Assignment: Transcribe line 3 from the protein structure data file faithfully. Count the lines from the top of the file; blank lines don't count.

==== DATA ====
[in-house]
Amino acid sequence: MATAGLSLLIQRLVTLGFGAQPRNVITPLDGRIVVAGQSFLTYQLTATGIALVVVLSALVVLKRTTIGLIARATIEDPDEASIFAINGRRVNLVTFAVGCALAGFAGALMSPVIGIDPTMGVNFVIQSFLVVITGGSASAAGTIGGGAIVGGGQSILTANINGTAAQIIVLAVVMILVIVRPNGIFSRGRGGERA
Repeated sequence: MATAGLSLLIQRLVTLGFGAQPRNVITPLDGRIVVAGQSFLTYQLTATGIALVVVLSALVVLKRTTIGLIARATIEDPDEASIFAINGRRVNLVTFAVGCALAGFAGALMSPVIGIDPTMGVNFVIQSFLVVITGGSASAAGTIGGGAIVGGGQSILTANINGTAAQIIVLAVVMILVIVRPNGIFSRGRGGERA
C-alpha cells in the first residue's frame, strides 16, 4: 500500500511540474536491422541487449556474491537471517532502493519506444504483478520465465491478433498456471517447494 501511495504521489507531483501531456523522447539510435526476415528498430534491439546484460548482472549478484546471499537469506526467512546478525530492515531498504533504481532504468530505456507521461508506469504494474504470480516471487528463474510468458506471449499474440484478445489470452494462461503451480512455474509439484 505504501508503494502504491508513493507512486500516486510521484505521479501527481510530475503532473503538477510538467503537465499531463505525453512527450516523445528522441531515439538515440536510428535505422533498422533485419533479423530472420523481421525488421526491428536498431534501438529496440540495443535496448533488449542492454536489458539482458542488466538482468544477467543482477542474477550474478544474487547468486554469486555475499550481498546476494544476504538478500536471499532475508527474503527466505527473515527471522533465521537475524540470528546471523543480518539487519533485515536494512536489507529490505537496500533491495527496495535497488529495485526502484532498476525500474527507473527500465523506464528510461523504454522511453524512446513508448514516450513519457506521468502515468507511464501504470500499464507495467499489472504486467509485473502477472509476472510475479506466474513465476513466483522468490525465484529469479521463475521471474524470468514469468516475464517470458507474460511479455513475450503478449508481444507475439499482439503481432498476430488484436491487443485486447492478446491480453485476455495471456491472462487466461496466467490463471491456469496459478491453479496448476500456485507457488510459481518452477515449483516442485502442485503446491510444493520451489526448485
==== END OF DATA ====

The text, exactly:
Repeated sequence: MATAGLSLLIQRLVTLGFGAQPRNVITPLDGRIVVAGQSFLTYQLTATGIALVVVLSALVVLKRTTIGLIARATIEDPDEASIFAINGRRVNLVTFAVGCALAGFAGALMSPVIGIDPTMGVNFVIQSFLVVITGGSASAAGTIGGGAIVGGGQSILTANINGTAAQIIVLAVVMILVIVRPNGIFSRGRGGERA